I’d love to see posts on new things you’re trying out this year: new projects, teaching sessions, innovative services. Maybe it’s something tried and true that you’d like to reflect on. And this goes for anyone starting out fresh this term, not just librarians! We should all be brimming with enthusiasm; the doldrums of winter have yet to set in. If you can find the time to reflect and even just write up your busy workday, I’ll do my best to weave them all together. I, for one, hope to describe some of the projects that I’m involved with at my new workplace.

I look forward to checking it out!


Shrinking medical libraries

I’m aware of a number of hospital libraries that have lost space and/or staff in the last few years, mine included.  Part of the justification is the advent of electronic resources; administrators are convinced that we just don’t need the space any longer, and if we don’t have as much collection to maintain, we must not need as much staff, either.  As a result, we’ve had to re-examine our collection development policies, our holdings, and our practices to make do with less while staying in line with the libraries’ missions.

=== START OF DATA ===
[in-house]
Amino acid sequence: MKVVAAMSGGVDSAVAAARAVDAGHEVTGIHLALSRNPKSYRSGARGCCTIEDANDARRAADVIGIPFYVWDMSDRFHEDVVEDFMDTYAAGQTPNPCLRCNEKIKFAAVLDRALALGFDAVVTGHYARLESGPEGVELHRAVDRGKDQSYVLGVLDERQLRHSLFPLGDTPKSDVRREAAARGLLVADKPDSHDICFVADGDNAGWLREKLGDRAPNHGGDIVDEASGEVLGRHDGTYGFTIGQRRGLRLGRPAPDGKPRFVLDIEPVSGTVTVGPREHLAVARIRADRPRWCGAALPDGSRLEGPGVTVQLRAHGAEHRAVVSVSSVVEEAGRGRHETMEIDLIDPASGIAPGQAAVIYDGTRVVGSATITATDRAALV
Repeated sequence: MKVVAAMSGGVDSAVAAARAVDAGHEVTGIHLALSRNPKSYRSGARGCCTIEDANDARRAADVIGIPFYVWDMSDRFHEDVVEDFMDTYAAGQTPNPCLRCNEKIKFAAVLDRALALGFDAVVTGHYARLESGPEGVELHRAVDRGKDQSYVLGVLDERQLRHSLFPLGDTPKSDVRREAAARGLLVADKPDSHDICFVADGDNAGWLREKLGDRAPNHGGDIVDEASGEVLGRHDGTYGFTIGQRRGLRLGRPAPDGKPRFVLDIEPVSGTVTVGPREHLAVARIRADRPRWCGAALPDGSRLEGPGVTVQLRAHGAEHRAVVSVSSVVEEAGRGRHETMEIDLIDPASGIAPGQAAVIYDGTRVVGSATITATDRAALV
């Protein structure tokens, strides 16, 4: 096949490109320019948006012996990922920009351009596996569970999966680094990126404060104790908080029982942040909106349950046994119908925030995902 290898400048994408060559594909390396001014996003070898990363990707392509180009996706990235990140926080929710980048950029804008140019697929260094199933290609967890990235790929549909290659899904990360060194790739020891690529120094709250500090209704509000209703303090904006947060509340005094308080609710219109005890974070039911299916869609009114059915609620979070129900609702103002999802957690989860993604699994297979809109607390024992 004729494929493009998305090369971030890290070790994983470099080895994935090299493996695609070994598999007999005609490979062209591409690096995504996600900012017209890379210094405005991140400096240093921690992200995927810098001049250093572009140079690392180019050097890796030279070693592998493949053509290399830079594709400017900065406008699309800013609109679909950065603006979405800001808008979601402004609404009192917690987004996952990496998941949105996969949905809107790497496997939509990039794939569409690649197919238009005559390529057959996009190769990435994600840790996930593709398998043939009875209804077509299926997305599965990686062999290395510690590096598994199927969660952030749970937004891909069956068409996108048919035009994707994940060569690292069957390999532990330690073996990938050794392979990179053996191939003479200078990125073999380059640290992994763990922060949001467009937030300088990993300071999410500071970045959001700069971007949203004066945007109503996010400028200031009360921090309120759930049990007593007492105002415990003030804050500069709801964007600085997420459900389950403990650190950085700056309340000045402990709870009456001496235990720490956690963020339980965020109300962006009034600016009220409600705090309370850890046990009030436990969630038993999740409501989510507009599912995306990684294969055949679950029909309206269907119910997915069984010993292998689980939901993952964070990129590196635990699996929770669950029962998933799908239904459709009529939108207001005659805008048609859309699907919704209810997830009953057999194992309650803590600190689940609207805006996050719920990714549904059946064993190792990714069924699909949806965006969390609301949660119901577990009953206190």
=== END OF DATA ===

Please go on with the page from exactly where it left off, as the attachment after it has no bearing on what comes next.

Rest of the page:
The latest JMLA includes 6 case studies of academic medical libraries required to reduce space in the last couple of years.  The purpose of the studies is “to point out that a trend may be developing and that lessons can be learned from libraries that have undergone a loss of space.”   In some cases, the requirement for space reduction came as a surprise to library administration and staff; in other cases, planning included time to elicit input from faculty and librarians.

Based on this sample, it seems to be only a matter of when, not if, health sciences libraries will be asked to give up space. Although advance planning and preparation cannot always lead to the outcomes that seem most desirable for the library and the parent institution, these case studies show that, as the Boy Scouts say, it is best to “be prepared.”

Freiberger G.  Introduction: be prepared. J Med Libr Assoc. 2010 January; 98(1): 24. doi: 10.3163/1536-5050.98.1.009. PMCID: PMC2801978